By Helen Stec


A six percent reduction in the University of Connecticut Libraries’ budget has prompted cuts in services and an extensive review of the libraries’ current collections.

The libraries’ budget decrease is a part of the cuts UConn has employed to close its $18.3 million budget deficit—a result of education cuts in the state budget earlier this year.

“Along with everybody else in the university, we have had a budget decrease, and so we are seriously looking at our collections, in terms of reduction in our collections,” said Jean Nelson, head of programming, marketing, and communications for the UConn Libraries. “It doesn’t mean that we’re not purchasing anything, it just means we’re being a little more judicious about what we do purchase.”

Patrick Carr, Associate University Librarian for Collections and Discovery, said the libraries knew their budget would be reduced, but they did not know the full extent of the cuts until July at the beginning of the 2015/2016 fiscal cycle. The budget was decreased by six percent, and an additional three percent decrease is anticipated in the next fiscal cycle.

Nelson said that when deciding what to trim, the libraries try to eliminate services and collections that have the least impact on its patrons. However, she said tough cuts still have to be made.

“When we are talking about trimming—because we’ve trimmed some services, we’ve trimmed staffing—nothing is untouchable at this point for us,” Nelson said.

The libraries have retained about $220,000 in funds for the purchase of books and media—about 39 percent less than last fiscal cycle.

As a result, the libraries are increasingly emphasizing the use of materials that are either held in its existing collections or supplied by instructors, as well as decreasing streaming access to films in support of course curriculum. In addition, patrons can no longer recommend that interlibrary loan requests be converted into purchases for the libraries’ permanent collection.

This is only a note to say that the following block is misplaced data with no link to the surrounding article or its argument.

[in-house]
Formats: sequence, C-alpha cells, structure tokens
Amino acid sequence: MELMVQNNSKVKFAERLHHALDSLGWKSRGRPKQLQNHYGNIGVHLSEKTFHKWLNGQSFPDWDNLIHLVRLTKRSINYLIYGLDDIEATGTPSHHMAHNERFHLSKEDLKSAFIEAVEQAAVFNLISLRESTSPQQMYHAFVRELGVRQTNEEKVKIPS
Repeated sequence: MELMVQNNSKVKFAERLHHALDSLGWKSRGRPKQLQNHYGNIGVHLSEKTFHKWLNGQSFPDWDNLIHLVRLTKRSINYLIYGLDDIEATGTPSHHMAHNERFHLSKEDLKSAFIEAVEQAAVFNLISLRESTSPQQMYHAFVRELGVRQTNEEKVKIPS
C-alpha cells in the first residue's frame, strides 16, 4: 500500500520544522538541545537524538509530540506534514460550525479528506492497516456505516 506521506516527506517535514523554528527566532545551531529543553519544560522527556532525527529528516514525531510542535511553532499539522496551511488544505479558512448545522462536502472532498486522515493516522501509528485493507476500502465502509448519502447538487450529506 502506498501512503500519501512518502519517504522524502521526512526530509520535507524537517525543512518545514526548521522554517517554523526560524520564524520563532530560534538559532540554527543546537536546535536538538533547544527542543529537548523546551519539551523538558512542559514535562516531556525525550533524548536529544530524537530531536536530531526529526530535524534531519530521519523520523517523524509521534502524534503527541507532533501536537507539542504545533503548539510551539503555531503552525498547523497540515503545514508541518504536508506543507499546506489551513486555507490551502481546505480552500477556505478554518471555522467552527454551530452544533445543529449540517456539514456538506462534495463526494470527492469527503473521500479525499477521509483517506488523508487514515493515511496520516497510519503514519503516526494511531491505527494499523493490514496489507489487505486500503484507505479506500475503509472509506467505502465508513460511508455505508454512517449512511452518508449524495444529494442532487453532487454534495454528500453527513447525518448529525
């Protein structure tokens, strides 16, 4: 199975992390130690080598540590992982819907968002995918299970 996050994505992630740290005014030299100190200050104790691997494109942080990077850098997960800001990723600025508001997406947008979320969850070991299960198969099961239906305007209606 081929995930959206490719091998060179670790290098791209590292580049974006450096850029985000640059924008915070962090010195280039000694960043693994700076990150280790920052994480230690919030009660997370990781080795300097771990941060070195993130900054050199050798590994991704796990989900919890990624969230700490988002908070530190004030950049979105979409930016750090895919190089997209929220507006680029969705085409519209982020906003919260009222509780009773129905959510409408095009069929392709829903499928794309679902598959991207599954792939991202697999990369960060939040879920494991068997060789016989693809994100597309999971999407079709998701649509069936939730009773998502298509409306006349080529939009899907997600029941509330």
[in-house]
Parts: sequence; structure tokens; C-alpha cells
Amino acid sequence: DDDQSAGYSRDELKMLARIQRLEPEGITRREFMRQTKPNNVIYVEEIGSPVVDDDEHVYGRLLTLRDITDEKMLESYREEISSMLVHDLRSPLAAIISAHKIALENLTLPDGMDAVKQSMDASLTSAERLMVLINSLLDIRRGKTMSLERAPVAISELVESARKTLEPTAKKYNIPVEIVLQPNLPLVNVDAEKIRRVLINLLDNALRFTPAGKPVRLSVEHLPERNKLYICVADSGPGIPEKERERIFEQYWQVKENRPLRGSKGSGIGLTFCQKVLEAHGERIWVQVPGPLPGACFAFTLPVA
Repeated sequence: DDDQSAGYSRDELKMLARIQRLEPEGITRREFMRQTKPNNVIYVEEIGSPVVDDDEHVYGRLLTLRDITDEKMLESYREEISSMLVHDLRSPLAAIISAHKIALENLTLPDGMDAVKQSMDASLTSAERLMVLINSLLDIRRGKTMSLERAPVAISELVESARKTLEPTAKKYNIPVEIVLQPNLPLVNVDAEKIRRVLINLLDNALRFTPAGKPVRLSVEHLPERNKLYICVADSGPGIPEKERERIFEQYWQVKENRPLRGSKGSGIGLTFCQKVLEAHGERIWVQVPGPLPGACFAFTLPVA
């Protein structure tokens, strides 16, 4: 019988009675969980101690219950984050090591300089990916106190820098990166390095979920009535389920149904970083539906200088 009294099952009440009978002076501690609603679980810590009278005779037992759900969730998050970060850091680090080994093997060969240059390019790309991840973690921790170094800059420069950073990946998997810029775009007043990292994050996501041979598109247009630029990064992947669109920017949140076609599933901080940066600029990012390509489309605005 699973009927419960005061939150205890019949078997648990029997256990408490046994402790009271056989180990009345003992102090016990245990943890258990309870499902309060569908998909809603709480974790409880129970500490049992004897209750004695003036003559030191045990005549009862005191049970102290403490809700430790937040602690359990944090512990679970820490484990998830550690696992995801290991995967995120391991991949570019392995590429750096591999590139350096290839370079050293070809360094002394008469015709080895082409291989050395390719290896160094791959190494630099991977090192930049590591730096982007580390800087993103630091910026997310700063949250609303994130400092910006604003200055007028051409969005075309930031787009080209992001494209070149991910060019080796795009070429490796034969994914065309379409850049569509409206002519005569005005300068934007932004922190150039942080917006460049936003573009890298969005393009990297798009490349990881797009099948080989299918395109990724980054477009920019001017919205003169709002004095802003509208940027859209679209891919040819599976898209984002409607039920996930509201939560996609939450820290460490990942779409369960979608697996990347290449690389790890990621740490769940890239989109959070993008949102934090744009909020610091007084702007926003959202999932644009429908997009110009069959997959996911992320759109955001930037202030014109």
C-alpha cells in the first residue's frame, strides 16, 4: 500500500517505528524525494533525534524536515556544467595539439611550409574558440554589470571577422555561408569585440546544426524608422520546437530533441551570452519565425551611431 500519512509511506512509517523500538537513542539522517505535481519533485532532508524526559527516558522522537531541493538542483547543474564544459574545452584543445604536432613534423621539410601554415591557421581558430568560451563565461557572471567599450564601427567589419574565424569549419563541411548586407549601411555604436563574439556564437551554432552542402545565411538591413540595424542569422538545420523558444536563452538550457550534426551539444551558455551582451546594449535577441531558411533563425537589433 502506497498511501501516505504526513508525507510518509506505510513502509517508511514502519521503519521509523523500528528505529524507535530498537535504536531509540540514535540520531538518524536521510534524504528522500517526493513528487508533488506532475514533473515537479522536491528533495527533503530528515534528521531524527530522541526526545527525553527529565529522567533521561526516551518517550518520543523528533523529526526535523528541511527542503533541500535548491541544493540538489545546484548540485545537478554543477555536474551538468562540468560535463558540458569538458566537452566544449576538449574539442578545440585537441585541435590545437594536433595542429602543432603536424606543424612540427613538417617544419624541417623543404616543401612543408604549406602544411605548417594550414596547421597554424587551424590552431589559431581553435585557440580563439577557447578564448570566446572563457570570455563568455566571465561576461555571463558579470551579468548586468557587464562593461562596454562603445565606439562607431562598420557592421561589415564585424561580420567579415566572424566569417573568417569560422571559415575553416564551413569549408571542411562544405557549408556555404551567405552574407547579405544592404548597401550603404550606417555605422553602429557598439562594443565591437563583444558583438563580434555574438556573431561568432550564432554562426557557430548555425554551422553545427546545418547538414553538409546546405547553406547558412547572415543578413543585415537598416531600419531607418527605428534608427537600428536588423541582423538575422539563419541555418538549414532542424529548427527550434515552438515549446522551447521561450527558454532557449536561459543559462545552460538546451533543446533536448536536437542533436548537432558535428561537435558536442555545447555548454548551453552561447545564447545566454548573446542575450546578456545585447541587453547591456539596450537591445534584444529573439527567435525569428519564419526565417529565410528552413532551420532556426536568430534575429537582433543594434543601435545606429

Funding for the purchase of journal and database subscriptions has also been decreased by approximately 0.6 percent to $5.3 million.

The UConn Libraries worked with the College of Liberal Arts and Sciences, the Department of Mathematics, and the College of Agriculture, Health, and Natural Resources to develop one year cost-sharing arrangements. The groups are funding some of the subscriptions that the libraries’ collections review initially identified as candidates for cancellation.

The collections review is looking into additional ways to offset the cuts, including Open Access models of scholarship — things like journals and papers — and the adoption of Open Educational Resources.

“We’re supporting ways in which that content can become freely accessible online, so it can be accessed by anyone, because right now, most of that scholarship, most of the articles that professors and researchers at UConn write is only accessible through a subscription,” said Carr.

Currently, most scholarly research can only be accessed through subscription. Carr said this is an unsustainable model because as the libraries’ budget is reduced, subscription inflation grows by about five percent per year.

“We’re sort of trying to facilitate changes in the models through which the scholarly ecosystem works, so that more of the research that’s being conducted is openly accessible, and those changes might transform the way that libraries think about collections,” Carr said.

However, he said the UConn Libraries must continue reviewing their collections in preparation for the next fiscal cycle’s anticipated three percent cut.

Carr said the next step of the collections review is to engage the UConn community—faculty in particular. The collections review wants qualitative input on the resources the libraries currently subscribe to. This would help the libraries identify collection reduction decisions that would have the least negative impact on its patrons.

“The funding that the library has a direct impact on the extent to which the library can meet its mission of helping the UConn community succeed in its research and learning,” Carr said.